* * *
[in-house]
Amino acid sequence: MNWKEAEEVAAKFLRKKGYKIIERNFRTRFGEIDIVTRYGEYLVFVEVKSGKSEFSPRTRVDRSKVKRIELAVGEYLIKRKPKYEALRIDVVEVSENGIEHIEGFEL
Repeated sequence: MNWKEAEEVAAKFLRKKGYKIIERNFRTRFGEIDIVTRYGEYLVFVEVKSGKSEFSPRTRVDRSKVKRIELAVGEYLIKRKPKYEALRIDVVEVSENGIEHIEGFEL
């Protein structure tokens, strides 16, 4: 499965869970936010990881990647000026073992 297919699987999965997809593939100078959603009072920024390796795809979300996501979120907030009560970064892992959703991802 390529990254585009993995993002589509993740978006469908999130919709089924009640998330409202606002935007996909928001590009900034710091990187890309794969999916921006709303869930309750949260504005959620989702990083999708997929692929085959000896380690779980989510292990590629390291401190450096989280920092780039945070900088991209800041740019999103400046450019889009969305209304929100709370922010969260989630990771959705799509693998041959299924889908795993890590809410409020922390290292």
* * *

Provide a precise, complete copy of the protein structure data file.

[in-house]
Amino acid sequence: MNWKEAEEVAAKFLRKKGYKIIERNFRTRFGEIDIVTRYGEYLVFVEVKSGKSEFSPRTRVDRSKVKRIELAVGEYLIKRKPKYEALRIDVVEVSENGIEHIEGFEL
Repeated sequence: MNWKEAEEVAAKFLRKKGYKIIERNFRTRFGEIDIVTRYGEYLVFVEVKSGKSEFSPRTRVDRSKVKRIELAVGEYLIKRKPKYEALRIDVVEVSENGIEHIEGFEL
């Protein structure tokens, strides 16, 4: 499965869970936010990881990647000026073992 297919699987999965997809593939100078959603009072920024390796795809979300996501979120907030009560970064892992959703991802 390529990254585009993995993002589509993740978006469908999130919709089924009640998330409202606002935007996909928001590009900034710091990187890309794969999916921006709303869930309750949260504005959620989702990083999708997929692929085959000896380690779980989510292990590629390291401190450096989280920092780039945070900088991209800041740019999103400046450019889009969305209304929100709370922010969260989630990771959705799509693998041959299924889908795993890590809410409020922390290292």